A timeline of Britain's nuclear history

scallamander's version from 2016-09-21 23:25


Question Answer
August 1945Prime Minister Clement Attlee sets up a top secret Cabinet committee to examine the feasibility of Britain acquiring the atomic bomb.
October 1946After US ends nuclear co-operation, Foreign Secretary Ernest Bevin swings the argument in favour of a British bomb declaring: "We have got to have this thing over here whatever it costs... we have got to have [a] bloody Union Jack on top of it."
October 1952Britain becomes the third nation, after the United States and the Soviet Union, to carry out a test of a nuclear weapon. A bomb of about 25 kilotons is detonated off the coast of the Monte Bello Islands, near Australia.
November 1953Britain's first atomic weapon - the free fall Blue Danube bomb - deployed with the RAF's V-bomber fleet.
May 1957The first British hydrogen bomb is detonated at high altitude over the sea close to Malden Island, in the Pacific near Papua New Guinea.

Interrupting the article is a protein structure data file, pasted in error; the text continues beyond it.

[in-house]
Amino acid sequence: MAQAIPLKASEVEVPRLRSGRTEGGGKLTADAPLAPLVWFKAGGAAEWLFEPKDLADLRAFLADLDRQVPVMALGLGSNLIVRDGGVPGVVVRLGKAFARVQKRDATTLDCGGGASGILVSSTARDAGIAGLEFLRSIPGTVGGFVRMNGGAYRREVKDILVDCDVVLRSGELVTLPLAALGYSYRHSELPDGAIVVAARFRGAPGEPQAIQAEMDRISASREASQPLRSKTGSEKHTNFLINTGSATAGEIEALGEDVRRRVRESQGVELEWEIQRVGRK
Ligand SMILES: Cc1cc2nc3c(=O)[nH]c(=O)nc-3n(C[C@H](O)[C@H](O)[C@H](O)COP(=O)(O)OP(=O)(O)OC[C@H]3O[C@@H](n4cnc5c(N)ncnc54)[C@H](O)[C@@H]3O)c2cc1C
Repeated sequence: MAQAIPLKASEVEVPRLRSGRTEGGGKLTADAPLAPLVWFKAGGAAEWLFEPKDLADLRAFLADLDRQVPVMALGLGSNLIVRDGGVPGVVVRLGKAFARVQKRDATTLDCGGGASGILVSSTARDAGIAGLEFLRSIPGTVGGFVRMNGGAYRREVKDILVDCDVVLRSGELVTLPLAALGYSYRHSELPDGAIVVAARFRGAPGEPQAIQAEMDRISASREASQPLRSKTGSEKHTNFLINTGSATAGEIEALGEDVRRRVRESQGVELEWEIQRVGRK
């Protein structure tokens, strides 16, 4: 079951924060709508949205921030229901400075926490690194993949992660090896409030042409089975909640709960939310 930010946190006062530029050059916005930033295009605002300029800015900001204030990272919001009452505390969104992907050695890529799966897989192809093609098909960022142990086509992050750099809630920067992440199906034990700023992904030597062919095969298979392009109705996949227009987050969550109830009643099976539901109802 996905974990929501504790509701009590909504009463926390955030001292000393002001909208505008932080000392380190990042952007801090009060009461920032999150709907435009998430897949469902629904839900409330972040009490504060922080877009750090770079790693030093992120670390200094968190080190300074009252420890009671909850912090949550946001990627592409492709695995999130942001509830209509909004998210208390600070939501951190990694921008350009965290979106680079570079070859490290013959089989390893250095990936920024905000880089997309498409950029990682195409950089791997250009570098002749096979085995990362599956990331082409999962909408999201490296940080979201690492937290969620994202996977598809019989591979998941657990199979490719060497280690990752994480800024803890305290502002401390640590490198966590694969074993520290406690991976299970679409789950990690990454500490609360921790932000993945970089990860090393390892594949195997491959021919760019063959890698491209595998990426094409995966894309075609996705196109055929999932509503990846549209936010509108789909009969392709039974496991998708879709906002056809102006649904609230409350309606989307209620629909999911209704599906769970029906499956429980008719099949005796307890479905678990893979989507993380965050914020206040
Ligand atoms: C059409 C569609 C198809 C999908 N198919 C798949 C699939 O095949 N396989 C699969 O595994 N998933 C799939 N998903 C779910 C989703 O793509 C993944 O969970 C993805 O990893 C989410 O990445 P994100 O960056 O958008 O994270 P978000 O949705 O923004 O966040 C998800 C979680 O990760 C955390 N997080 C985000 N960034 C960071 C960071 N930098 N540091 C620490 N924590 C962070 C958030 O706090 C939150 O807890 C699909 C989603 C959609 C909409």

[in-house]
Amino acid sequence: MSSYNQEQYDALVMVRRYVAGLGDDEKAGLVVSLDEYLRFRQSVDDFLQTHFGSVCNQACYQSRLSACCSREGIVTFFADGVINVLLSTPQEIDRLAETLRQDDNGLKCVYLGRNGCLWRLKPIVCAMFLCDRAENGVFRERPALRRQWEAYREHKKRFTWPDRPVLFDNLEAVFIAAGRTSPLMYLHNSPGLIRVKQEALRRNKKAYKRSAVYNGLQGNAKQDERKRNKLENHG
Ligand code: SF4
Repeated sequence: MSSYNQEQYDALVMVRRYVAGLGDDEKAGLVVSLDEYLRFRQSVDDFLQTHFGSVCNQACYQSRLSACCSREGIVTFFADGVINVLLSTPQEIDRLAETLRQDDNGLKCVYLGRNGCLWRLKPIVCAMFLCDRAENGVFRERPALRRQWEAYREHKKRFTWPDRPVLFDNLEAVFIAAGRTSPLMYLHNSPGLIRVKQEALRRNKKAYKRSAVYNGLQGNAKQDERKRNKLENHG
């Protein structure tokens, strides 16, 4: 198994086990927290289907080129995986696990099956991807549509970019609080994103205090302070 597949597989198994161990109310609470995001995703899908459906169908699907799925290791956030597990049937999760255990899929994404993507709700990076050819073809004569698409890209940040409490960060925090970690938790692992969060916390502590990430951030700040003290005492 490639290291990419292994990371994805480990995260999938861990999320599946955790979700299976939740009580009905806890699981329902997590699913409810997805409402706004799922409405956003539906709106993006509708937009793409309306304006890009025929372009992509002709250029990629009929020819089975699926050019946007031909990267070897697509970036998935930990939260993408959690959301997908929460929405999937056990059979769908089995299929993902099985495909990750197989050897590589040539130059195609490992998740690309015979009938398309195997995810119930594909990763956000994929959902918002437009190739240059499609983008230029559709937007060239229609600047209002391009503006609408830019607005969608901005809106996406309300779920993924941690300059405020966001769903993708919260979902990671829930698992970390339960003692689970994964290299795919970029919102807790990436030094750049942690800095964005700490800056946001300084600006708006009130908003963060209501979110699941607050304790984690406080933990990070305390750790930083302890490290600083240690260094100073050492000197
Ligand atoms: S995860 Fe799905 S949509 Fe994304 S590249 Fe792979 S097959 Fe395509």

July 1958The US-UK Mutual Defence Agreement is signed allowing the two countries to share nuclear weapons technology and materials.


Question Answer
November 1968The UK ratifies the Nuclear Non-Proliferation Treaty, which commits signatories to pursuing total nuclear disarmament. Earlier that year, the submarine HMS Resolution goes on patrol for the first time armed with Polaris missiles.
July 1980Prime Minister Margaret Thatcher agrees to acquire Trident from the United States as a replacement for Polaris.
December 1994HMS Vanguard becomes the first Trident submarine to go out on patrol.
April 1998Britain ratifies the Comprehensive Nuclear Test Ban Treaty, banning test explosions of all nuclear weapons. Later that year, the Strategic Defence Review withdraws the WE177 free fall nuclear bomb from service and cuts the stockpile of Trident warheads to fewer than 200.
March 2007MPs vote to support the Labour Government’s decision to renew Trident.
May 2011The go-ahead is given for initial work to begin on the replacement of the Trident nuclear weapon system - costing £3bn. This is known as the "Initial Gate".
July 2016Trident's "Main Gate" decision due to be taken, finalising the renewal process. This would mean the first submarine could be delivered by 2028.